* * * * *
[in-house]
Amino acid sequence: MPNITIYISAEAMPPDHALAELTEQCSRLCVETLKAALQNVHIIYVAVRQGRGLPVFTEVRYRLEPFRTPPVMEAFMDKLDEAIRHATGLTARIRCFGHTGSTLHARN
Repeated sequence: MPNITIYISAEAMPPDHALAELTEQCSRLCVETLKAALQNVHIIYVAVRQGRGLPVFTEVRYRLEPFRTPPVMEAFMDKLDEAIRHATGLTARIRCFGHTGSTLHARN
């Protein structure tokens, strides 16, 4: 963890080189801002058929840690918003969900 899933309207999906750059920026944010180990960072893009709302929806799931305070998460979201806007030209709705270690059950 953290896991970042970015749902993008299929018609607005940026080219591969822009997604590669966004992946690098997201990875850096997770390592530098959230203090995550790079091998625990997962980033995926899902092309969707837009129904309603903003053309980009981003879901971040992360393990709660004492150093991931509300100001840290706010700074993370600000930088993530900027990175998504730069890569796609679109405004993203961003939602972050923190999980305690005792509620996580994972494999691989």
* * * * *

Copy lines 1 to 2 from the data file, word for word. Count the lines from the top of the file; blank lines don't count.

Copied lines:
[in-house]
Amino acid sequence: MPNITIYISAEAMPPDHALAELTEQCSRLCVETLKAALQNVHIIYVAVRQGRGLPVFTEVRYRLEPFRTPPVMEAFMDKLDEAIRHATGLTARIRCFGHTGSTLHARN